If you have kids, summer in Arizona usually contains many trips to the pool, splash pads, museums, or summer camp. This year has been a bit different. Although splash pads are now open in some local communities, pools are not. Many summer programs have been completely canceled, and most public spaces still remain closed.
Something you can do is you can enjoy the Arizona Science Center after it opens to the public on June 20, that is if you don't mind a quick jaunt up to Phoenix to experience it. If you've been before, though, expect some changes.
Because kids and germs don't mix very well (or maybe too well, depending on your perspective) the usual open format of the center is a definite no-go. Instead, they now have four different experiences for you and your children to enjoy. Here's how it will feel to experience it.
Waiting area for the new guided experiences at the Arizona Science Center.
First off, masks are required for you and any of your kids over the age of two. This is just one part of all the new safety guidelines that the center has come out with to protect you, your kids, other patrons, and staff.
Second, guided experiences are not open-ended experiences to explore the center. As such, they are ticketed events that you should get ahead of time, rather than walking in on a whim.
After checking in at the ticket windows, you'll be directed to a waiting area where you'll wait for your guide. This will be someone who has some experience in the topic of the tour that you chose.
Social distancing is followed closely, and cleanliness is key - especially since they've still included a lot of hands-on activity for the kids to enjoy. Only certain areas are open for hands-on, which you will be guided to, and are sanitized quickly afterward. You are also reminded to use the hand sanitizer stations throughout the building as you pass by them, and will also have a few stops to the restroom to wash your hands. There is a lot of sanitization going on throughout the tour.
That said, it also allows your kids to still enjoy the hands-on activities as safely as possible, which is honestly the whole point of the science center. It's nice to see that they've put so much effort into retaining the fun way of learning while being as safe as possible.
You might even get to enjoy one of the science demonstrations during your experience, which takes place at the theater. Stools are placed at a distance from one another, and at a safe distance from the stage so that your presenter can take off their mask to practice safe science and not be close enough to others to warrant wearing the mask.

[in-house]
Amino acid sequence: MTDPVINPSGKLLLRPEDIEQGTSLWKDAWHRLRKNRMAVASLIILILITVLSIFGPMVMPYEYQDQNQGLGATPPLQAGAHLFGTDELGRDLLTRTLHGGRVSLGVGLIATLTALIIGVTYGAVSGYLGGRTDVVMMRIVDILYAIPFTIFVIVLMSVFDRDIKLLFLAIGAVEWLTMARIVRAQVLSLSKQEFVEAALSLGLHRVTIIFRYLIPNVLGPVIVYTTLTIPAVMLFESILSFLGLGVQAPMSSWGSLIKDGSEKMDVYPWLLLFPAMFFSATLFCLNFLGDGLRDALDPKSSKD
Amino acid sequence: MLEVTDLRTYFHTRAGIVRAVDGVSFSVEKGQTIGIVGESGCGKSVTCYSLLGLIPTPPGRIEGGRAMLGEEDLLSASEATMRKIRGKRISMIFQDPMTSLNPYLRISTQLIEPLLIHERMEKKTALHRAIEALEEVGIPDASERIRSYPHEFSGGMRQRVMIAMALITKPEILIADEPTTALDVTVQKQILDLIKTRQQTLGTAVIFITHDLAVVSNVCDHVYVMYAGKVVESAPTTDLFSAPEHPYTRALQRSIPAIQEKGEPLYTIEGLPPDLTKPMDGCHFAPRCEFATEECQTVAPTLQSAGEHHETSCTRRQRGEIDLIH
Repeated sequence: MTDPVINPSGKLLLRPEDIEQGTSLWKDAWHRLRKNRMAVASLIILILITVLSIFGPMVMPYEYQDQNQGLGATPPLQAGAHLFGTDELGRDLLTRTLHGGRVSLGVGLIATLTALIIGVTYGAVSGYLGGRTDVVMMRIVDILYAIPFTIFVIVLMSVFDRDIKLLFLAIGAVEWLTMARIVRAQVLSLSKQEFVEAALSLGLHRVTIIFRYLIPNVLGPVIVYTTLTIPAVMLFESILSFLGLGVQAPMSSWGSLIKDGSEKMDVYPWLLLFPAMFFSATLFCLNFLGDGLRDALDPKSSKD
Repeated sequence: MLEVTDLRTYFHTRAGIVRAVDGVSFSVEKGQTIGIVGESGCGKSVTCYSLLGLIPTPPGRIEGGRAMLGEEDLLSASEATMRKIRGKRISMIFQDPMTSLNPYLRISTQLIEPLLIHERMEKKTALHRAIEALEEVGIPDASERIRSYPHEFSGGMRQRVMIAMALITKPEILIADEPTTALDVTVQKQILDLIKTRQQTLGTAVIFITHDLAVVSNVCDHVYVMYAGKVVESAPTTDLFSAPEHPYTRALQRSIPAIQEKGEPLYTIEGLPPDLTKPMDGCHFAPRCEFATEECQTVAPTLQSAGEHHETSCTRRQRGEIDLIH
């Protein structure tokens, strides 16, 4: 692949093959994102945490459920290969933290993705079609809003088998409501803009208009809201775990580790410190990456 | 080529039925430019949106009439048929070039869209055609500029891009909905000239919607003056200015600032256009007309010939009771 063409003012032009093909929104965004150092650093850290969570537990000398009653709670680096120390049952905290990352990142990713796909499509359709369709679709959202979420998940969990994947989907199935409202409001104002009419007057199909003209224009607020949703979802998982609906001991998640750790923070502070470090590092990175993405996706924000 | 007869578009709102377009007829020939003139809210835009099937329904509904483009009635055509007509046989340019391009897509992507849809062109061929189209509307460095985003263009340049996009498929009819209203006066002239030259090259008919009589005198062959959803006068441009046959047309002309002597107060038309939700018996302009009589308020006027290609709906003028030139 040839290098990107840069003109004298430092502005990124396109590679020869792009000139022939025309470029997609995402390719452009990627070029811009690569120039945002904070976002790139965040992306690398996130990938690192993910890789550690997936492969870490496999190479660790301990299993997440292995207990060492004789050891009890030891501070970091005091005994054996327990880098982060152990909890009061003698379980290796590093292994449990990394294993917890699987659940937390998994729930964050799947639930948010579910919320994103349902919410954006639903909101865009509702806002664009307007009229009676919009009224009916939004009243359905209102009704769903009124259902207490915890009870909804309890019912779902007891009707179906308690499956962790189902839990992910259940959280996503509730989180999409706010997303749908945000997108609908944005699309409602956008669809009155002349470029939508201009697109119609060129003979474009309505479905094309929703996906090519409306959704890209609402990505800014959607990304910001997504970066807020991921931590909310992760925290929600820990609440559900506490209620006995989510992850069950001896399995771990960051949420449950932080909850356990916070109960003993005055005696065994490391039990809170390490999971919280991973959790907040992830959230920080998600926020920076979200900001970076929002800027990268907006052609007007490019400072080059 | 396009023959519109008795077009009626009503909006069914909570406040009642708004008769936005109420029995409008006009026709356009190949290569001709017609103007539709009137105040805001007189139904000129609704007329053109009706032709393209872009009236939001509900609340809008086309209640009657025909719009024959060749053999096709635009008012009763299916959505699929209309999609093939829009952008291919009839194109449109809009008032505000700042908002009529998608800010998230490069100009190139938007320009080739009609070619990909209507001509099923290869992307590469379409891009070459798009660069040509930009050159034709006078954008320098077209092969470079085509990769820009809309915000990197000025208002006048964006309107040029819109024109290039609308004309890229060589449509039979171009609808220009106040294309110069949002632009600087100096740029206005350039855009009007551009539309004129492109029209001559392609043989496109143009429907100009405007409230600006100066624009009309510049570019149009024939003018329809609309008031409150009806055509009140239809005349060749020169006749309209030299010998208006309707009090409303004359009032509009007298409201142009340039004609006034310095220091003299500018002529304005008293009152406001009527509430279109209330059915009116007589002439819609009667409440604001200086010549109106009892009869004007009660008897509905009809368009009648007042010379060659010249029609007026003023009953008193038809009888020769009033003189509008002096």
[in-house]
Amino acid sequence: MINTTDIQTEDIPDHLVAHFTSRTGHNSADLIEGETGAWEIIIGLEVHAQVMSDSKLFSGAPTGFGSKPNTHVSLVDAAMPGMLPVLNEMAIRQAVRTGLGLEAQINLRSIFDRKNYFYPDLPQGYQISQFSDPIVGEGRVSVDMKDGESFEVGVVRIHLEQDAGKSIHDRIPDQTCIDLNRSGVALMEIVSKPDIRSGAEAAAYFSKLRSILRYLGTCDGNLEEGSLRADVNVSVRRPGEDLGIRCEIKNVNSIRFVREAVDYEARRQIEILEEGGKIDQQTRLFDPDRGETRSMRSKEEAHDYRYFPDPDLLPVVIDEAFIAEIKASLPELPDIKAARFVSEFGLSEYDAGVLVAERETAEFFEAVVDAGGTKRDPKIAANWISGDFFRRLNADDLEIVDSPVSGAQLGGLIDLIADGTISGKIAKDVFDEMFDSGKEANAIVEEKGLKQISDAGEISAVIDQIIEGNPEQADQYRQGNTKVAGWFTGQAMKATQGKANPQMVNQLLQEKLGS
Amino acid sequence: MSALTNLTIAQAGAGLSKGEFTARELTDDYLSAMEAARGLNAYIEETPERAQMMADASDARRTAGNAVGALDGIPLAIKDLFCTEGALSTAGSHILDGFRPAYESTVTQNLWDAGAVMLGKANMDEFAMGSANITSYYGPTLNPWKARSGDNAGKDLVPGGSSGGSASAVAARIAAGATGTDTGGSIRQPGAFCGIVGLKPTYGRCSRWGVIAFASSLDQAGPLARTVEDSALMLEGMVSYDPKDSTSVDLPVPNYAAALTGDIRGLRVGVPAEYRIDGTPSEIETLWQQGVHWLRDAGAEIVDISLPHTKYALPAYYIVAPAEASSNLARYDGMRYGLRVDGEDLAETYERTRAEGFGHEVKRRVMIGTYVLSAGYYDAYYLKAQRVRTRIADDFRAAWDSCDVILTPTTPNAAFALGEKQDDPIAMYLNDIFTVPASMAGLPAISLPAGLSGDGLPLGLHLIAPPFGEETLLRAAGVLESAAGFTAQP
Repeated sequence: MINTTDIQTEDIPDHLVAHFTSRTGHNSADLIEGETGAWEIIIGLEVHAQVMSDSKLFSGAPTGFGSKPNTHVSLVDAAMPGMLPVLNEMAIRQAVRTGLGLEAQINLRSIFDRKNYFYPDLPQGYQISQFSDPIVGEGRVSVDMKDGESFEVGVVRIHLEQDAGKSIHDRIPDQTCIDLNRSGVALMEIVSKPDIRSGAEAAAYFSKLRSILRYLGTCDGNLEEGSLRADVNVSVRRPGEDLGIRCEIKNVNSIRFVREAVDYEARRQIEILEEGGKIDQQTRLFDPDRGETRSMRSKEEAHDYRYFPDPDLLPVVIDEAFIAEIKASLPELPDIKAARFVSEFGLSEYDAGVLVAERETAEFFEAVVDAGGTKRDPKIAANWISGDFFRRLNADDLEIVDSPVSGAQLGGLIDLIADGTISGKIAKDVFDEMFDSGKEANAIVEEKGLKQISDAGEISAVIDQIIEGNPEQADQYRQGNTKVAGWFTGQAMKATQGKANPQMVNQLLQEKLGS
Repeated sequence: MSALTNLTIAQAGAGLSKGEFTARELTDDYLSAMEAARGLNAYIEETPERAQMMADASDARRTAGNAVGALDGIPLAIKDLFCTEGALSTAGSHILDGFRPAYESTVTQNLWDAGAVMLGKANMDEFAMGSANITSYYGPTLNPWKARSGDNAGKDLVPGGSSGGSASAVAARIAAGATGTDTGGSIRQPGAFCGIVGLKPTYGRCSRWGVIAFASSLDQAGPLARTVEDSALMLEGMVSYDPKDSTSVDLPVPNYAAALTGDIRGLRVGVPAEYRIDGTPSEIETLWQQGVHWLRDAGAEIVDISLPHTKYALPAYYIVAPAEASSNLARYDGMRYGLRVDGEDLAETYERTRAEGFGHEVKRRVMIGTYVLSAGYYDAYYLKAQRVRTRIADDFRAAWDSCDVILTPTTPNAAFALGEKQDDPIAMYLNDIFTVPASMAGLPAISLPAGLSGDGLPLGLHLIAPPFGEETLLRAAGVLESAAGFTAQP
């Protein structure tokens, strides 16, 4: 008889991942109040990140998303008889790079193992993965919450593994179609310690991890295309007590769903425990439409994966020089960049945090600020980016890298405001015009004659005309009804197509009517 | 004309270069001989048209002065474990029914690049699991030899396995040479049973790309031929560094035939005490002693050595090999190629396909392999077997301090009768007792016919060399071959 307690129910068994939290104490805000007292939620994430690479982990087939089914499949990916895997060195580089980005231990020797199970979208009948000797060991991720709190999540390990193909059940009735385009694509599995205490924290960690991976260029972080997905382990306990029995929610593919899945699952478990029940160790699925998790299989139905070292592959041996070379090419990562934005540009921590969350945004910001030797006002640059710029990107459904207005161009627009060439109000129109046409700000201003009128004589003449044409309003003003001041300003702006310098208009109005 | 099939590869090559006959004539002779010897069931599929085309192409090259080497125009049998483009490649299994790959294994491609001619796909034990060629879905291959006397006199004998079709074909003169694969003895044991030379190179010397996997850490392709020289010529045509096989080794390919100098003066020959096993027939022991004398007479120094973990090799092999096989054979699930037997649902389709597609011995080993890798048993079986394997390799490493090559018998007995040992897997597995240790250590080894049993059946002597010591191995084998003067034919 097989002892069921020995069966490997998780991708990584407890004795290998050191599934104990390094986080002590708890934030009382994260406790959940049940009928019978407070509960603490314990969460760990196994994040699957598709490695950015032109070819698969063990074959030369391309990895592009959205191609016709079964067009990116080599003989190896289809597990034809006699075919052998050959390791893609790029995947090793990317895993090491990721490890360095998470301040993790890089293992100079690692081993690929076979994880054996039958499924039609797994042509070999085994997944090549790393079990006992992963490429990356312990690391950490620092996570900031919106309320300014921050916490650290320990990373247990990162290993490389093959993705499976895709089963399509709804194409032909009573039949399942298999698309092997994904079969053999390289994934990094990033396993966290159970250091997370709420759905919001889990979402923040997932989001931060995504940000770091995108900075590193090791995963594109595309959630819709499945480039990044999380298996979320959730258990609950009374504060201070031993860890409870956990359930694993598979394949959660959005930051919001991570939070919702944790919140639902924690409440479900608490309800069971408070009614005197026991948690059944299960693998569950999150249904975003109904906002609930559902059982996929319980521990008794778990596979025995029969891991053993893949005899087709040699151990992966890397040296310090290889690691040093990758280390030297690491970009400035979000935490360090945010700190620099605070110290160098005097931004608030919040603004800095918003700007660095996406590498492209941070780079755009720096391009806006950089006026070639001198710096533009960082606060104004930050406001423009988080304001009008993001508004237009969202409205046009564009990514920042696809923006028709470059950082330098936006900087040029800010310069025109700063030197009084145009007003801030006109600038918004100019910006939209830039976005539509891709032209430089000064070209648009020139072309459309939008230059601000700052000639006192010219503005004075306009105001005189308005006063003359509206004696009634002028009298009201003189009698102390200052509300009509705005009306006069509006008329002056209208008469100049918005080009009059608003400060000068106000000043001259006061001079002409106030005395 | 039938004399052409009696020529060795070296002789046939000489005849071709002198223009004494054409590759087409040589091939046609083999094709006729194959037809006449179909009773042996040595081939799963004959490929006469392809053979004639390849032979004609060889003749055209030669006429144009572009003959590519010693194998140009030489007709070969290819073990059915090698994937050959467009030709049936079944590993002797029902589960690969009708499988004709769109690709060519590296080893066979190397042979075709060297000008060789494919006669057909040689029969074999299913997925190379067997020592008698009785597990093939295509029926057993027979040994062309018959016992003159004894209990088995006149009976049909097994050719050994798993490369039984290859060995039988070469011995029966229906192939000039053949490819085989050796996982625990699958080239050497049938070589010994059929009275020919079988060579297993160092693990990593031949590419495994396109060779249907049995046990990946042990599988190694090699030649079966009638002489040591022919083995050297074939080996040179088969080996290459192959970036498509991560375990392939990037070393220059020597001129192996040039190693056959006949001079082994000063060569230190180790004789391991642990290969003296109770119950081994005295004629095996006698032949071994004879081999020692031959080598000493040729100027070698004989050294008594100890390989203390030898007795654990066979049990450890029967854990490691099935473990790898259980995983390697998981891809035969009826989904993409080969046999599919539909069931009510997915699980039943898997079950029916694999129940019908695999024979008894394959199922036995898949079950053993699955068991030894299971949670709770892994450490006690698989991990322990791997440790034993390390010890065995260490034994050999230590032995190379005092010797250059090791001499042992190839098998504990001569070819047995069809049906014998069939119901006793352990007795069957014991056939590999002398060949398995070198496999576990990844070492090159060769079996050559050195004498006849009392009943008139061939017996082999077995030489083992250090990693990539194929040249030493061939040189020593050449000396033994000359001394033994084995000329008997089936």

If you have any crafting done during your experience, any leftover scraps are properly disposed of, and any tools, such as scissors, are sanitized after being used.
Everything is timed out, but there's plenty of time for your kids to play in the designated areas. Although these new conditions are different, and at times uncomfortable (the experience is just over two hours long, and you wear your mask the entire time), the kids still get to have a great time and learn a lot. In fact, having the guide explain and engage in what the kids are playing with actually adds a layer that was missing in the open layout. Your kids will get a more in-depth experience learning the "Why?" in every exhibit included in their tour.
Every experience ends with a show in the planetarium that all guests get to enjoy.
It is definitely different than what you may have experienced before, but not necessarily in a bad way. The folks at the science center have done a great job of providing a great time for kids while also making sure that everyone is as safe as possible - which is an extremely hard thing to execute. All of the staff seem excited to once again welcome guests and share all the knowledge they have about the science all around us.
So, if you have the time and inclination to go up to Phoenix, this is a highly suggested activity for you to enjoy.
The Arizona Science Center reopens to the public on June 20. There is a limit of 10 guests per group, and you must get a ticket to enter, which you can purchase here. If you don't have the chance to experience it physically, you can also enjoy some of the online learning that they have also provided.